Data Corruption

Even with the best intentions, data can become corrupted. Data corruption happens for a number of reasons: when a user writes, edits, or transfers data incorrectly, when a process or query is interrupted, when a faulty line of code is injected, among many other scenarios. Even something as simple as a power outage or improper shutdown can cause data corruption.

 

In addition to checking over data hygiene regularly (that is, catching for any human errors in the database’s code or any of its queries, entries, or tables), be sure to have a backup and recovery policy so that the database can be reverted to an earlier version. It may be annoying to deal with recoveries, especially if your database is large and frequently updated, but it’s preferable to having to start from scratch after a catastrophic failure that corrupts the entire database.

MariaDB Security Configuration

Like other SQL-language databases, setting up MariaDB’s security configuration should take the following factors into account:

User Authentication and Authorization

Authentication (authn) and authorization (authz) refer to a user’s ability to connect to the database and what privileges they’re assigned respectively. Elements within the database such as objects, tables, rows, and columns can all have privileges, allowing you granular control over who has access to what.

 

These can be even more granular by using data masking (for more information read our MariaDB data masking guide) and row-level security strategies in addition to your preferred security and authn/authz plugins or applications.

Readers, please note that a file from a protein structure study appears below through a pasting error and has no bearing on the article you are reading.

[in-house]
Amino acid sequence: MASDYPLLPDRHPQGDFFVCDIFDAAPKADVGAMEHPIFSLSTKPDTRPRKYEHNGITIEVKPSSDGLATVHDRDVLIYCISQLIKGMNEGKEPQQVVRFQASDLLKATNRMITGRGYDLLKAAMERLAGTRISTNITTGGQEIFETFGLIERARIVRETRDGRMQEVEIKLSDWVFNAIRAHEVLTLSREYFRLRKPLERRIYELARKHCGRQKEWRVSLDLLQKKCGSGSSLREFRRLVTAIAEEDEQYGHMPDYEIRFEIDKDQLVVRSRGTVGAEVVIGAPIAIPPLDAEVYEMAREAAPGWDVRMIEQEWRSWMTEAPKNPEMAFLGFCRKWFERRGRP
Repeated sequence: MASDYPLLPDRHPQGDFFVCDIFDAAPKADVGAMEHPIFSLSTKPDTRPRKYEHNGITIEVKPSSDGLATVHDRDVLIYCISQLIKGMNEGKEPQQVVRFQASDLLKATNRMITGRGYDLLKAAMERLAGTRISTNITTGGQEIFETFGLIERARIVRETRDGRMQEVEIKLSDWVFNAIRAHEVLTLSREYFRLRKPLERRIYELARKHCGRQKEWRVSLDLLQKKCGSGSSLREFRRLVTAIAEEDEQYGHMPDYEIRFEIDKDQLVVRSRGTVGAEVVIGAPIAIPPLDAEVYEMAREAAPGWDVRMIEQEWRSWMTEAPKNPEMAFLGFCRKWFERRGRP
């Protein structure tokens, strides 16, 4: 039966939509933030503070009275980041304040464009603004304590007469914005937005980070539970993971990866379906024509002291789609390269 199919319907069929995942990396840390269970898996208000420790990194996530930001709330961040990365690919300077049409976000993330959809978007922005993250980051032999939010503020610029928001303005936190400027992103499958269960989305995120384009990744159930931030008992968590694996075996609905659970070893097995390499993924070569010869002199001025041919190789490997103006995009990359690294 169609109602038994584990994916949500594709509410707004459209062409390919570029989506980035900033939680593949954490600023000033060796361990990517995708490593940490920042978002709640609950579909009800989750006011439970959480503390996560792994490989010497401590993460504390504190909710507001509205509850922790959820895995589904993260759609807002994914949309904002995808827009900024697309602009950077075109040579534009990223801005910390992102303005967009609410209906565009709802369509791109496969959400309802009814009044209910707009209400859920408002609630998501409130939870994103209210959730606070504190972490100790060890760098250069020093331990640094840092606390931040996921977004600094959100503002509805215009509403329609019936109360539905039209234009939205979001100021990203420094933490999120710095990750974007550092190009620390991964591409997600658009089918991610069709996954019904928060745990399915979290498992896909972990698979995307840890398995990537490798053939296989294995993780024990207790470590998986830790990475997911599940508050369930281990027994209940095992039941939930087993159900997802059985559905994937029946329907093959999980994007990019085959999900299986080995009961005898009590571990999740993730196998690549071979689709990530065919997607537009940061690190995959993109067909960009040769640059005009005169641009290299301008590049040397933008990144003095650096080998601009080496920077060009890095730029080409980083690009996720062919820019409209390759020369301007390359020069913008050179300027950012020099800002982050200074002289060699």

For more information, also refer to our MySQL authentication guide.

Auditing

Keeping an audit trail is important for many reasons, such as security investigations and meeting compliance requirements.

 

MariaDB has its own audit plugin that can be used to log server activity records including user and host connections, executed queries, and any tables or variables that were accessed or changed.

Encryption

MariaDB, like other SQL databases, can use encryption to obscure data. This can be done by either encrypting the data directly or the container it’s held in. Some methods and tools MariaDB uses for encryption include:

  • At-Rest Data Encryption
  • In-Transit Data Encryption
  • TSL/SSL Certificates
  • Cipher Block Chaining (CBC)

MariaDB Security Best Practices

In addition to the solutions we’ve outlined alongside some of MariaDB’s common security threats, here are five MariaDB security best practices to consider.

1. Ensure User Accounts Have Strong Credentials

Some versions of MariaDB come with anonymous users which, by default, do not have passwords. While anonymous accounts generally have very low – if any – privileges, giving any accounts without passwords access to the database is a potential security risk.

 

Not only should you remove user accounts without passwords, but all passwords should include a string of at least 15 alphanumeric characters and symbols. Ideally, these strings should not include common words or phrases found in dictionaries as these are used by password scanners.

2. Keeping Credentials Safe